Note: Where available, the PDF/Word icon below is provided to view the complete and fully formatted document
Disclaimer: The Parliamentary Library does not warrant the accuracy of closed captions. These are derived automatically from the broadcaster's signal.
Seven Morning News -

View in ParlView

(generated from captions) This program is LIVE captioned. This morning, protesters ram a Japanese ship Calls for calm as anti-whaling in our Southern Ocean. WA still on storm alert moves down the coast. as Cyclone Clare In for the long haul. to keep our troops in Iraq. The Government's pledge with Chris Reason. This is Seven's Morning News Good morning. in our Southern Ocean this morning The government is pleading for calm

protest boats and Japanese whalers. after a second collision between pictures of the Farley Mowat Seven News has obtained exclusive Oriental Bluebird sideswiping the Japanese supply ship the Antarctic Whale Sanctuary. after it refused demands to leave There was no serious damage of a can opener-like device but the apparent use has been condemned.

Only the day before, the Arctic Sunrise, Greenpeace claims its vessel, was rammed by the whalers. Now the whalers are threatening to patrol the ocean to ask Japanese police aircraft

to protect its fleet. runs the Farley Mowat. The Sea Shepherd Conservation Society joins us on the line now. It's captain Paul Watson

Good morning, Paul.

of dirty tricks? How do you answer these claims

There is no dispute about who was

trying to ram who. You were trying

to sideswipe the Oriental blue

bird? Yes, they refused to leave so

we sideswiped them to get our

point across The blade that you

have, it appears to act like a can

opener. Can you tell us about it?

It is design today rip off a - rip

open a hole From one quote you had

in the papers this morning, the

Japanese ship is the death star for

whales and we intend to shut it

down. How far would you go? Three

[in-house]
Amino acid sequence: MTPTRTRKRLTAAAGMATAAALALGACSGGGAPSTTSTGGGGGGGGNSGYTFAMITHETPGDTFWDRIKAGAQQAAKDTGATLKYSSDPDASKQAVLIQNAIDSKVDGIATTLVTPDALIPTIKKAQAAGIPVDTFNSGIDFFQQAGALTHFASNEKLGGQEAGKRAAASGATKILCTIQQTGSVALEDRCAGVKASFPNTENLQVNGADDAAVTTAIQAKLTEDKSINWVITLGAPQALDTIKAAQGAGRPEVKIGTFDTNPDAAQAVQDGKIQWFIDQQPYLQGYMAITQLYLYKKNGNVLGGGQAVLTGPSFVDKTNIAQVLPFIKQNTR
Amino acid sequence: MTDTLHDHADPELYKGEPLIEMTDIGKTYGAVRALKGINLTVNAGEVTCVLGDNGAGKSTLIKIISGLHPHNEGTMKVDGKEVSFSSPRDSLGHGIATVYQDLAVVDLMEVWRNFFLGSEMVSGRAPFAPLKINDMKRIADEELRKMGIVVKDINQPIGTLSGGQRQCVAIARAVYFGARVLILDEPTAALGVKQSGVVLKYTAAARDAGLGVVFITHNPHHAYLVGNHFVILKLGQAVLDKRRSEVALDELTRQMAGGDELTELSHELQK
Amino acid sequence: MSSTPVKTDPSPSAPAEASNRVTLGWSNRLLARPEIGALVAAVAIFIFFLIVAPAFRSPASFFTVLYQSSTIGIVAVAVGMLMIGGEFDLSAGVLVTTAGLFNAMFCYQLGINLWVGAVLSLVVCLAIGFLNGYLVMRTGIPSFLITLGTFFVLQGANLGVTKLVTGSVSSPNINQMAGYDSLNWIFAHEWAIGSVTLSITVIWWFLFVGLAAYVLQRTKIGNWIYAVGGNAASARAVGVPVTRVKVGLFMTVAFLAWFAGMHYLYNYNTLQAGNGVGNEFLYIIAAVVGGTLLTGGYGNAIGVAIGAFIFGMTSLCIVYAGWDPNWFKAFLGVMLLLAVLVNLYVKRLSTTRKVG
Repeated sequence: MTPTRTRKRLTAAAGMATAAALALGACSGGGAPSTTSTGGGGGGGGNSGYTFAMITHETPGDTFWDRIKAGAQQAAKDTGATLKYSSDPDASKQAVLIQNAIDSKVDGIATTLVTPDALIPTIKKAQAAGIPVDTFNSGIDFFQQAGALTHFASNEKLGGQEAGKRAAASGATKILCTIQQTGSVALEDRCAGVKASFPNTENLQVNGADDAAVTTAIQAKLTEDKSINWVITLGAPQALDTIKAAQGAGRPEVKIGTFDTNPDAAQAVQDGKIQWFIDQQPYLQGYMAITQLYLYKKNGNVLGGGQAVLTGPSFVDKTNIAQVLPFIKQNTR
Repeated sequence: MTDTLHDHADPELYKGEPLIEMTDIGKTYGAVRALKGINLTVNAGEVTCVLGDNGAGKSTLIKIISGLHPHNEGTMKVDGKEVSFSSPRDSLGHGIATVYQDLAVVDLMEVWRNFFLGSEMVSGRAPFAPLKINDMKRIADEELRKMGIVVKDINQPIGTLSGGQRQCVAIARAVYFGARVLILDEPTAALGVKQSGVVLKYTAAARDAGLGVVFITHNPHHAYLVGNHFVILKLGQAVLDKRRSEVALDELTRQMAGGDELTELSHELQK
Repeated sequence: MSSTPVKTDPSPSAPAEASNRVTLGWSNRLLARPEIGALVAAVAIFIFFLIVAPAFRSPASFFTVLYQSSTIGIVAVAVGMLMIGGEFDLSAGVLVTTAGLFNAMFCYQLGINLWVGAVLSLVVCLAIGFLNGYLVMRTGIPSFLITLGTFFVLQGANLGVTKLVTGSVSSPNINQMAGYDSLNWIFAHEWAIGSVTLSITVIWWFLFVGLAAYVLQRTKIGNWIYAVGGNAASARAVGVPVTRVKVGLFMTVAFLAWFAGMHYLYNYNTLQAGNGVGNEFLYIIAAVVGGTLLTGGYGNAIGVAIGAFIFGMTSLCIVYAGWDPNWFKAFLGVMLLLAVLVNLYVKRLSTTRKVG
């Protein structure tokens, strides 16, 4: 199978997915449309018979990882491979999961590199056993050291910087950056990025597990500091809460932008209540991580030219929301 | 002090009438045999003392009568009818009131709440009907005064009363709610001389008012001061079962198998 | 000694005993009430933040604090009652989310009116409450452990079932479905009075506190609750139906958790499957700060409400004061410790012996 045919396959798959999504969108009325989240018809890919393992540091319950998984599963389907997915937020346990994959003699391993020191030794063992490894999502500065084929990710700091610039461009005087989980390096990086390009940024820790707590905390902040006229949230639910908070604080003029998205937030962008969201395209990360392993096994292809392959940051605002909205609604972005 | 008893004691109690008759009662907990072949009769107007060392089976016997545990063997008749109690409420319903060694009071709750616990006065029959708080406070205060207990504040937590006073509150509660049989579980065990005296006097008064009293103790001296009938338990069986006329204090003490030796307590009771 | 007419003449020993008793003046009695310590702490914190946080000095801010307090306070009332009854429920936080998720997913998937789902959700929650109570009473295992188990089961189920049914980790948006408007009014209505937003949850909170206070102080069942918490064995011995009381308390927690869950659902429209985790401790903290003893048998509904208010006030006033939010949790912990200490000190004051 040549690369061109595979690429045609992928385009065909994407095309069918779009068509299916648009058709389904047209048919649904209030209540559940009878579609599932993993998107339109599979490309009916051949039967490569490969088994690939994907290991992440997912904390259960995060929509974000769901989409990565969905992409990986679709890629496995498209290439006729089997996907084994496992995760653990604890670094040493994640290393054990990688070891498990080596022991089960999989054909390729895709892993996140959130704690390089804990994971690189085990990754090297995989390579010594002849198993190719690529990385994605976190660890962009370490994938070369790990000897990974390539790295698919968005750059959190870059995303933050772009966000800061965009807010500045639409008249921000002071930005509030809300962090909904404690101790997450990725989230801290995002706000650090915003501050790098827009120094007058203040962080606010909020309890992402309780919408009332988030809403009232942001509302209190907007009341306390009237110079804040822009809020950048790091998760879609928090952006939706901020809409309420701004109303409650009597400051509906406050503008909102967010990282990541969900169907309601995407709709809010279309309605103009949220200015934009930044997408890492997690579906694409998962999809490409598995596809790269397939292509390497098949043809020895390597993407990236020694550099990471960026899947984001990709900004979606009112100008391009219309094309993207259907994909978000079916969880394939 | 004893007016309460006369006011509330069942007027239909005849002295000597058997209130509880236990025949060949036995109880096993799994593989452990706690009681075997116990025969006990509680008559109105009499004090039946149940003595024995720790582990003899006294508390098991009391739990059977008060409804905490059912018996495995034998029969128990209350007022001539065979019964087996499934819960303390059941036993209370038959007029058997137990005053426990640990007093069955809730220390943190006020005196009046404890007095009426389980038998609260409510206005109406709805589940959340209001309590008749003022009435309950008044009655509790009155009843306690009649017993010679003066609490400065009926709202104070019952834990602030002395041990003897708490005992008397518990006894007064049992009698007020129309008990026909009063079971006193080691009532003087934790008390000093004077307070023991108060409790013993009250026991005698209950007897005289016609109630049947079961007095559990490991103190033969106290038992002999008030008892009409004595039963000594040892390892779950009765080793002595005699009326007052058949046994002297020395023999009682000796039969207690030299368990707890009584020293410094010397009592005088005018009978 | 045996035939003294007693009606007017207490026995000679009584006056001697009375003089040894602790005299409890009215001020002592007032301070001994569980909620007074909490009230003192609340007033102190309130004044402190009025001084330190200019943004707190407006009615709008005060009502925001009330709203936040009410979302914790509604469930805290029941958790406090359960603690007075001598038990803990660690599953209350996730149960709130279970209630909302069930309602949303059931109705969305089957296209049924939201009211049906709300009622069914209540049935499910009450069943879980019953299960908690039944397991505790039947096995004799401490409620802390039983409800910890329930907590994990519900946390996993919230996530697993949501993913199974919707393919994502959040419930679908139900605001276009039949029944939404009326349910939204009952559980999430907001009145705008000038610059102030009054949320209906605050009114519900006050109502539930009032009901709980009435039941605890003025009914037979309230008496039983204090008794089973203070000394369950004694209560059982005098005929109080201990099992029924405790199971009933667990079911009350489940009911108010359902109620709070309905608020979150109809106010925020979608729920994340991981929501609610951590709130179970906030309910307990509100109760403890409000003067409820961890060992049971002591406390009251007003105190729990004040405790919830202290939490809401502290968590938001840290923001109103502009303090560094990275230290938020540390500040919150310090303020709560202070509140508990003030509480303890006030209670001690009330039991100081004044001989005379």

times we found the fleet and three

times they run. We have prevented

them from killing whales for 15

days. It is a case of finding them

and we chase and they run Would you

go so far as to try to sink that

shape? No, I would not sink a

whaling vessels on high seas. We

have sunk ships but with nobody on

them You have sunk ships before?

Yes, they were illegal vessels and

I was not convicted of any crime.

We are dealing with criminal. They

are criminals in criminal

operations and they are in

violation of laws Ian Campbell says

it would be the worst possible out

come if in one of our activities

you managed to sink a ship or

injure or kill one of the fishermen

on board that Japanese ship. The

weight of public opinion would

swing behind the whalers. Do you

take note of that? We are not going

to kill anybody. If the government

of Australia was doing its job we

wouldn't be here What will you do

in they call in police aircraft? I

guess we will take pictures of them

flying over us. What will they do

from the air? Paul, we appreciate

joining us. your time this morning. Thanks for

Pilbara Coast Residents of Western Australia's the worst of Cyclone Clare. have weathered of the Category 3 storm. Dampier bore the brunt through the town at around midnight. Winds of up to 200km/h tore

were prepared for the worst. Emergency workers hundreds of residents. They had already evacuated in Dampier and Karratha The storm caused a blackout

injury or structural damage so far. but there have been no reports of flood warnings in the region, The weather bureau has issued the winds had on the tide. because of the affect gas and oil production platforms All businesses, into Karratha remain closed. and the main highway Foreign Minister Alexander Downer is considering a plan says the Federal Government to Afghanistan. to send an extra 300 troops His comments follow with Condoleezza Rice a hastily arranged meeting in Washington. had cancelled a trip to Australia The US Secretary of State in the Middle East. to monitor developments It was all smiles for the cameras picture opportunity. in a light-hearted Did it look nice enough for you? LAUGHTER But behind closed doors the latest upsurge in violence. the focus turned to Iraq and

assuring the US Secretary of State Australia's Foreign Minister any time soon. to Secretary Rice I made it perfectly clear

shares America's and Britain's view that Australia in Iraq in a responsible way that we should reduce our forces and only at at time are able to maintain control. when the Iraqi security forces